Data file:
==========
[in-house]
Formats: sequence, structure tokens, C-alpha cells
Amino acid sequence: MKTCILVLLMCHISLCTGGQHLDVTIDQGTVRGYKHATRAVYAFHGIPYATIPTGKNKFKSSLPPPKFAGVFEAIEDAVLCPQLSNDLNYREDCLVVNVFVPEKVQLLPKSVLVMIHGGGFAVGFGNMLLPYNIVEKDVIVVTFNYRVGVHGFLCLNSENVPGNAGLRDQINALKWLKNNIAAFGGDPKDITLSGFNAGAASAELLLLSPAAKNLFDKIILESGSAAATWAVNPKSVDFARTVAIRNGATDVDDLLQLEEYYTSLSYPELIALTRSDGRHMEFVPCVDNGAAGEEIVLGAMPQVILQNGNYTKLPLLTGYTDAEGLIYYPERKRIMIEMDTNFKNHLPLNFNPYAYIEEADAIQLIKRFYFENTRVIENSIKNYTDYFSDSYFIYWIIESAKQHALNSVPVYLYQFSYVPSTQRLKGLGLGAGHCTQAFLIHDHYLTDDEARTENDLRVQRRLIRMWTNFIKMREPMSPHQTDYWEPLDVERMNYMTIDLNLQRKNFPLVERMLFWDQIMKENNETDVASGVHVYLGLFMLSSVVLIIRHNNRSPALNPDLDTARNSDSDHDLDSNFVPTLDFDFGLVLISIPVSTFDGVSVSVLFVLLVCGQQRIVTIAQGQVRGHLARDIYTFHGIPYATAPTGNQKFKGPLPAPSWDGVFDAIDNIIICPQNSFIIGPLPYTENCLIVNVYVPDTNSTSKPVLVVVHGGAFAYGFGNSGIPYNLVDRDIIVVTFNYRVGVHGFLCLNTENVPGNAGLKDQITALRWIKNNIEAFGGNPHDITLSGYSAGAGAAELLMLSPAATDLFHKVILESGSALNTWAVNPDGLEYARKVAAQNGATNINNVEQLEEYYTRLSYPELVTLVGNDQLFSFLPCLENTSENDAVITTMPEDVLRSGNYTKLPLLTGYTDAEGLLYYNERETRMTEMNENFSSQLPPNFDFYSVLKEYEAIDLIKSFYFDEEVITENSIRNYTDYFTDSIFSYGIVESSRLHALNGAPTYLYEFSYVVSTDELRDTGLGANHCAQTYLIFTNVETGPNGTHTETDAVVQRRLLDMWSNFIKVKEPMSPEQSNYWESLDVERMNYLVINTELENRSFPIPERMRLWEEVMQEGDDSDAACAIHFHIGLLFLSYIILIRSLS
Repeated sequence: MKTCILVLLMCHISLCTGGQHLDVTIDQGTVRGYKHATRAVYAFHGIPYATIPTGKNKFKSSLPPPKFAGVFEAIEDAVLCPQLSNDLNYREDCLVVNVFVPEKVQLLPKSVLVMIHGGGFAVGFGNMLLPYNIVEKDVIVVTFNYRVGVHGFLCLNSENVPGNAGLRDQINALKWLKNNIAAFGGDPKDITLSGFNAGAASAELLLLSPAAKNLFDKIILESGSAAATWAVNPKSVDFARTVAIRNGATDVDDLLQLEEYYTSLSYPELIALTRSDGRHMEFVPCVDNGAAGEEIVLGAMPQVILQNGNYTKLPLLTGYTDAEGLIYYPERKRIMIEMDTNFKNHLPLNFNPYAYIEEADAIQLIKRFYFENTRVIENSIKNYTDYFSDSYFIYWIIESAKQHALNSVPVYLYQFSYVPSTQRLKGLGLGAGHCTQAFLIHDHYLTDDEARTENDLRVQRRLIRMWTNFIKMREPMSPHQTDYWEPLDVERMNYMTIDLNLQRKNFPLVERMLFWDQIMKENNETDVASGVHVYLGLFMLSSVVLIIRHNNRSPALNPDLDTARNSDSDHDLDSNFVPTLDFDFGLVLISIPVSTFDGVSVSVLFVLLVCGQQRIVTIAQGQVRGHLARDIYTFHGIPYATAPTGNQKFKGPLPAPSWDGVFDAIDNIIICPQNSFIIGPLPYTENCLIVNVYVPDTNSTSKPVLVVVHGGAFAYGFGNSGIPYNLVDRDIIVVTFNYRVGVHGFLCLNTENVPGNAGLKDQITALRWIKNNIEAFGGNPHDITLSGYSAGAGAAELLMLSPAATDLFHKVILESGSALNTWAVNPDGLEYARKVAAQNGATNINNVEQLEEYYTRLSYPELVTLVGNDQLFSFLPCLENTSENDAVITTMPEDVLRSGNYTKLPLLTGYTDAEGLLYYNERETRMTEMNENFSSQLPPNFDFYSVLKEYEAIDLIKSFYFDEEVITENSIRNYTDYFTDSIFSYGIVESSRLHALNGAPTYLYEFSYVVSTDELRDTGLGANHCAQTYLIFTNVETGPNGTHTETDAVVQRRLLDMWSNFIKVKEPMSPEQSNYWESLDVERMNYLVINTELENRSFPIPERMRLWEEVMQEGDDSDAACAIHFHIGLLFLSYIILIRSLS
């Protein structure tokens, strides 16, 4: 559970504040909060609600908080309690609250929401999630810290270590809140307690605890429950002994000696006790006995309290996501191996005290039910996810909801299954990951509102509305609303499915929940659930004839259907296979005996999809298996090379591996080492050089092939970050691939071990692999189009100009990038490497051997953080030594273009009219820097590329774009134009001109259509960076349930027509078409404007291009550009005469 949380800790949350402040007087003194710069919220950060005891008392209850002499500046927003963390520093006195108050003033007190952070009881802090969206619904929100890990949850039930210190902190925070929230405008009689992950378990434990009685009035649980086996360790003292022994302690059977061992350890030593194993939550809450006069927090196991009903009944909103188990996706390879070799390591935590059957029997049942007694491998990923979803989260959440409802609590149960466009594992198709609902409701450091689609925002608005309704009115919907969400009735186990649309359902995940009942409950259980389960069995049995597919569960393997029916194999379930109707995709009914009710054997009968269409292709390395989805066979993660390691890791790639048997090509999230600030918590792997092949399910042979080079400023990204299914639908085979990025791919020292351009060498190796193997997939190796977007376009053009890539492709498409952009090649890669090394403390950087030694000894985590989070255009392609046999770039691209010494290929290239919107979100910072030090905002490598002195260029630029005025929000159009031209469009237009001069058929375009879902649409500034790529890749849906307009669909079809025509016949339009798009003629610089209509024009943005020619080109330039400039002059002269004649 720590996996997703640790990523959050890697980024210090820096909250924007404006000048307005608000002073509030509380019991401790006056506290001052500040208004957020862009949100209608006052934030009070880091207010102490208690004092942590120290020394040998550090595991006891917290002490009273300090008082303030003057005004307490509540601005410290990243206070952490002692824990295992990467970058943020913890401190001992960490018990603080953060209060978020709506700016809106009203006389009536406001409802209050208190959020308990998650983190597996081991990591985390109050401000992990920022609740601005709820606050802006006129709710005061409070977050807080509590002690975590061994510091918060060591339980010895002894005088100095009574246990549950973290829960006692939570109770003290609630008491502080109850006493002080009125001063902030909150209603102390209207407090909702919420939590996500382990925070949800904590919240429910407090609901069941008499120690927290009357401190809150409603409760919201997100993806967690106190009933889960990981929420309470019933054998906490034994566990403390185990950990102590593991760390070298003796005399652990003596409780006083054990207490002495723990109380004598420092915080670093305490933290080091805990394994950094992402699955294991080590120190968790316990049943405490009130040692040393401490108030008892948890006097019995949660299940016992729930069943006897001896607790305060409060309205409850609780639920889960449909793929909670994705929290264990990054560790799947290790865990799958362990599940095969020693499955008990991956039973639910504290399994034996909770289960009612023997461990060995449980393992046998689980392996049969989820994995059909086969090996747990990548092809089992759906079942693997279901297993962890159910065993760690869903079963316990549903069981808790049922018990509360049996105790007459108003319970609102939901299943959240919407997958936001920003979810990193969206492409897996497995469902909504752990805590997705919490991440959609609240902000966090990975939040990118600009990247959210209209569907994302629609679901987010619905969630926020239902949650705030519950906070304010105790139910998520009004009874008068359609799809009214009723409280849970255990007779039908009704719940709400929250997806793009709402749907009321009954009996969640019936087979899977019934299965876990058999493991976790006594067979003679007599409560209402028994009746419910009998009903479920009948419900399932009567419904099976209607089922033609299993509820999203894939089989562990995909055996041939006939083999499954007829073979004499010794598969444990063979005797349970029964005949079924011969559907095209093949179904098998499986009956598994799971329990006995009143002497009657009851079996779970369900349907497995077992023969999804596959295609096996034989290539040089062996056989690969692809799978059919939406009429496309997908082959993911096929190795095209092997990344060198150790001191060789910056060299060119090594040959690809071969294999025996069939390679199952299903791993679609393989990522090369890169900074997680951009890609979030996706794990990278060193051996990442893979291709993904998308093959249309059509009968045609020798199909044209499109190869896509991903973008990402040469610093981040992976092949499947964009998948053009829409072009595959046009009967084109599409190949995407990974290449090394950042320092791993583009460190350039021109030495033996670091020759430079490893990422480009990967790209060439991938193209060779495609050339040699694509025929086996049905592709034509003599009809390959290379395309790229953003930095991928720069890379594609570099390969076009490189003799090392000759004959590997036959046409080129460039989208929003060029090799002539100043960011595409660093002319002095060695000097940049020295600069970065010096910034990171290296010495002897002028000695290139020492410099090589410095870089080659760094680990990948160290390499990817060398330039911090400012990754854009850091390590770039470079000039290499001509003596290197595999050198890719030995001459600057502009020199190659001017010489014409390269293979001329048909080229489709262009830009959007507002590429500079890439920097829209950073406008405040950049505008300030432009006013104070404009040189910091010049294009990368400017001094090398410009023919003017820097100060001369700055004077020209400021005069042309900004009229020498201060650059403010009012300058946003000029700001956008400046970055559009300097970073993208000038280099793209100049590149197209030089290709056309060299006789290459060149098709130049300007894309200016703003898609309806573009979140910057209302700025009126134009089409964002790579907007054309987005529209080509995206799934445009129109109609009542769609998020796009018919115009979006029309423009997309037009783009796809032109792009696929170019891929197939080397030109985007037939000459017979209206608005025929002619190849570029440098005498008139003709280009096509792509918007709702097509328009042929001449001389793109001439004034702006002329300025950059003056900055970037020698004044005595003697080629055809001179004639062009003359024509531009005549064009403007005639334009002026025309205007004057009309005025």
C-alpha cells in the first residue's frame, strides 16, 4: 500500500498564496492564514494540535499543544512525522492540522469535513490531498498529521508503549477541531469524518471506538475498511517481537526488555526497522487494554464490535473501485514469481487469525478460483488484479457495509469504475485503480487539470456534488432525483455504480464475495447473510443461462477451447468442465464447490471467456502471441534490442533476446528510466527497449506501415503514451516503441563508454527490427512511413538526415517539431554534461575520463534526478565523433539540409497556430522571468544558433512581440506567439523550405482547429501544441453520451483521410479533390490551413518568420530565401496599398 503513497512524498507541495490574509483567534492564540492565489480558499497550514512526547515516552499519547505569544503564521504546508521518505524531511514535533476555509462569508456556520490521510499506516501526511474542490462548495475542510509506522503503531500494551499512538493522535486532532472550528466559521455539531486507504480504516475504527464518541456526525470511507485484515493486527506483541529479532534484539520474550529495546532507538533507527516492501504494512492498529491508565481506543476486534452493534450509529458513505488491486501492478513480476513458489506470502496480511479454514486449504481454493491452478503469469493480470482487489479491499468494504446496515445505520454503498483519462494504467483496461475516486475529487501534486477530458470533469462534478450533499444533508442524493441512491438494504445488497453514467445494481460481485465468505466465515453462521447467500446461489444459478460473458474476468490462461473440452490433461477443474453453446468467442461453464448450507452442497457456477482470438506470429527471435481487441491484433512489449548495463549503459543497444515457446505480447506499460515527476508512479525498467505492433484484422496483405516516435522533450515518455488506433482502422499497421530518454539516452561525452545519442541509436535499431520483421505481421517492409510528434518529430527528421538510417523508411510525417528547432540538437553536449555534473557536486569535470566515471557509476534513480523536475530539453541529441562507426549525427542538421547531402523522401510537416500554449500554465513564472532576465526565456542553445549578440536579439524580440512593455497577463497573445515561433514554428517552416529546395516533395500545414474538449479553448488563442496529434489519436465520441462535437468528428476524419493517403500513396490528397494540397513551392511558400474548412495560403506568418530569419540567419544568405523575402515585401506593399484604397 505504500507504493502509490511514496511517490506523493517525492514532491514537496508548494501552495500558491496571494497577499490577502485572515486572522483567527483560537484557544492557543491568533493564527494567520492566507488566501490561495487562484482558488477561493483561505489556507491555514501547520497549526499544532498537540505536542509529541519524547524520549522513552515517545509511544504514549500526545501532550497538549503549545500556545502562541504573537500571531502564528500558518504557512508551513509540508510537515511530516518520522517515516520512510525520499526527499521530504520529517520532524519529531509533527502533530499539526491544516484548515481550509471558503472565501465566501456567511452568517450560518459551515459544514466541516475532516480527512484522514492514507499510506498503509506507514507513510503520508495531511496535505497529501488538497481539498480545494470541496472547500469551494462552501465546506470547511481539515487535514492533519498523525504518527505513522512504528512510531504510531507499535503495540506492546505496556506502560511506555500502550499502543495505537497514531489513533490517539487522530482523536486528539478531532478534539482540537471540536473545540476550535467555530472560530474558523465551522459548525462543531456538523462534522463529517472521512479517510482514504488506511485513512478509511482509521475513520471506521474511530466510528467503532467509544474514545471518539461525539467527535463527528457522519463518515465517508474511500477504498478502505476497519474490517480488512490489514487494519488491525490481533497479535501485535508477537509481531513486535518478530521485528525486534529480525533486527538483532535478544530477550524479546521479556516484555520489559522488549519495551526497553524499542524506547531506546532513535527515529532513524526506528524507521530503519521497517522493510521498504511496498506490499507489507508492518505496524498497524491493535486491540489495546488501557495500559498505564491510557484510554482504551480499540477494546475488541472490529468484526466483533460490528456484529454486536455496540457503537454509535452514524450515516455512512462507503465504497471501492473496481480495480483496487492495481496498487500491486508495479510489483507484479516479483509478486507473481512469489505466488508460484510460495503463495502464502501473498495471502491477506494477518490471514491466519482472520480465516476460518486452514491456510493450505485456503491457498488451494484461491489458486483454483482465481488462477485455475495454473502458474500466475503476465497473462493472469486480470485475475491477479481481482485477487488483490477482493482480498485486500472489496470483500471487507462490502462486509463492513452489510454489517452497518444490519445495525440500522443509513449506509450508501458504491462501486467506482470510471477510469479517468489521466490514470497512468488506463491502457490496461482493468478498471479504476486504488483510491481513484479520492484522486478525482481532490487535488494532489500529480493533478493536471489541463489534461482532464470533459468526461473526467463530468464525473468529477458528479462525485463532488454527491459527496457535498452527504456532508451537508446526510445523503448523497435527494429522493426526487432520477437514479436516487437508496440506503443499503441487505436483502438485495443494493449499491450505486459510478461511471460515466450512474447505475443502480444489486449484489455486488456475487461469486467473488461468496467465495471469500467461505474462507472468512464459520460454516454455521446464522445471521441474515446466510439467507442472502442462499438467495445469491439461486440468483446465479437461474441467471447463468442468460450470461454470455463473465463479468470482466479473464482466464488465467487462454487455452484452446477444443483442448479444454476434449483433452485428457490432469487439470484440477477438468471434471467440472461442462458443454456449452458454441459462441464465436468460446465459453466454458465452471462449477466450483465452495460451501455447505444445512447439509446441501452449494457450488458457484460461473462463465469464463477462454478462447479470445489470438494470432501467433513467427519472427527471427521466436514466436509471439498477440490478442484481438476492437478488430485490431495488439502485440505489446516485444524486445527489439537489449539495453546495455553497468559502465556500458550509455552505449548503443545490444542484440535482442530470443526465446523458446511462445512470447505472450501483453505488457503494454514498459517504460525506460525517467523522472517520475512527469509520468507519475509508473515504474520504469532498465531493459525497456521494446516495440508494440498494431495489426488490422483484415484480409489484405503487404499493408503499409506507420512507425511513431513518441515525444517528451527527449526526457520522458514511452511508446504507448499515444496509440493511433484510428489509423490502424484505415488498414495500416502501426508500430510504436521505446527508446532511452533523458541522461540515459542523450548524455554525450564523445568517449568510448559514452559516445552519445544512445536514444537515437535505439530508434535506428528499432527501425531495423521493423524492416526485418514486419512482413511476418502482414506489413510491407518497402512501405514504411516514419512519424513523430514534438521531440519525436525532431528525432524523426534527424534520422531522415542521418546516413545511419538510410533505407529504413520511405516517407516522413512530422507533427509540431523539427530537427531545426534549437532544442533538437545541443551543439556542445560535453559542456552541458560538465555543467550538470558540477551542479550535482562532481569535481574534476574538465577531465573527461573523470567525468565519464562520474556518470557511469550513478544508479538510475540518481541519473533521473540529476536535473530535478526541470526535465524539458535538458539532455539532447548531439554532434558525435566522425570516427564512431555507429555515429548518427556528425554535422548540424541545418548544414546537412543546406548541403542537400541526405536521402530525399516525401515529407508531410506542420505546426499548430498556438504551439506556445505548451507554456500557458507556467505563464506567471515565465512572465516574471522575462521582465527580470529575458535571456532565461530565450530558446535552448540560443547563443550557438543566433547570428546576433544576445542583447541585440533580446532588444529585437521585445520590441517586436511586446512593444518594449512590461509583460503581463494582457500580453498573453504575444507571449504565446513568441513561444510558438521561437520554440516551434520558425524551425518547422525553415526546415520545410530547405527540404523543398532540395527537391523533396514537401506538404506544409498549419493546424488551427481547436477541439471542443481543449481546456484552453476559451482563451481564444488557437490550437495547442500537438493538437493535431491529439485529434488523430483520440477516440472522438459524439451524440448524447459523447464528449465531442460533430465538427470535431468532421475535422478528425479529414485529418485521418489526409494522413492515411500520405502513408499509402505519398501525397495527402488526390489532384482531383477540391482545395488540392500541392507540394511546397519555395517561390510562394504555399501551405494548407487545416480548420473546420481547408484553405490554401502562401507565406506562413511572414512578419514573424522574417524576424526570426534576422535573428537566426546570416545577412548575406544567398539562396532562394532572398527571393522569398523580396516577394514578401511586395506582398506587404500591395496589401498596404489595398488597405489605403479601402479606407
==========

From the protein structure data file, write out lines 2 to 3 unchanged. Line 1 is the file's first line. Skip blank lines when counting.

Formats: sequence, structure tokens, C-alpha cells
Amino acid sequence: MKTCILVLLMCHISLCTGGQHLDVTIDQGTVRGYKHATRAVYAFHGIPYATIPTGKNKFKSSLPPPKFAGVFEAIEDAVLCPQLSNDLNYREDCLVVNVFVPEKVQLLPKSVLVMIHGGGFAVGFGNMLLPYNIVEKDVIVVTFNYRVGVHGFLCLNSENVPGNAGLRDQINALKWLKNNIAAFGGDPKDITLSGFNAGAASAELLLLSPAAKNLFDKIILESGSAAATWAVNPKSVDFARTVAIRNGATDVDDLLQLEEYYTSLSYPELIALTRSDGRHMEFVPCVDNGAAGEEIVLGAMPQVILQNGNYTKLPLLTGYTDAEGLIYYPERKRIMIEMDTNFKNHLPLNFNPYAYIEEADAIQLIKRFYFENTRVIENSIKNYTDYFSDSYFIYWIIESAKQHALNSVPVYLYQFSYVPSTQRLKGLGLGAGHCTQAFLIHDHYLTDDEARTENDLRVQRRLIRMWTNFIKMREPMSPHQTDYWEPLDVERMNYMTIDLNLQRKNFPLVERMLFWDQIMKENNETDVASGVHVYLGLFMLSSVVLIIRHNNRSPALNPDLDTARNSDSDHDLDSNFVPTLDFDFGLVLISIPVSTFDGVSVSVLFVLLVCGQQRIVTIAQGQVRGHLARDIYTFHGIPYATAPTGNQKFKGPLPAPSWDGVFDAIDNIIICPQNSFIIGPLPYTENCLIVNVYVPDTNSTSKPVLVVVHGGAFAYGFGNSGIPYNLVDRDIIVVTFNYRVGVHGFLCLNTENVPGNAGLKDQITALRWIKNNIEAFGGNPHDITLSGYSAGAGAAELLMLSPAATDLFHKVILESGSALNTWAVNPDGLEYARKVAAQNGATNINNVEQLEEYYTRLSYPELVTLVGNDQLFSFLPCLENTSENDAVITTMPEDVLRSGNYTKLPLLTGYTDAEGLLYYNERETRMTEMNENFSSQLPPNFDFYSVLKEYEAIDLIKSFYFDEEVITENSIRNYTDYFTDSIFSYGIVESSRLHALNGAPTYLYEFSYVVSTDELRDTGLGANHCAQTYLIFTNVETGPNGTHTETDAVVQRRLLDMWSNFIKVKEPMSPEQSNYWESLDVERMNYLVINTELENRSFPIPERMRLWEEVMQEGDDSDAACAIHFHIGLLFLSYIILIRSLS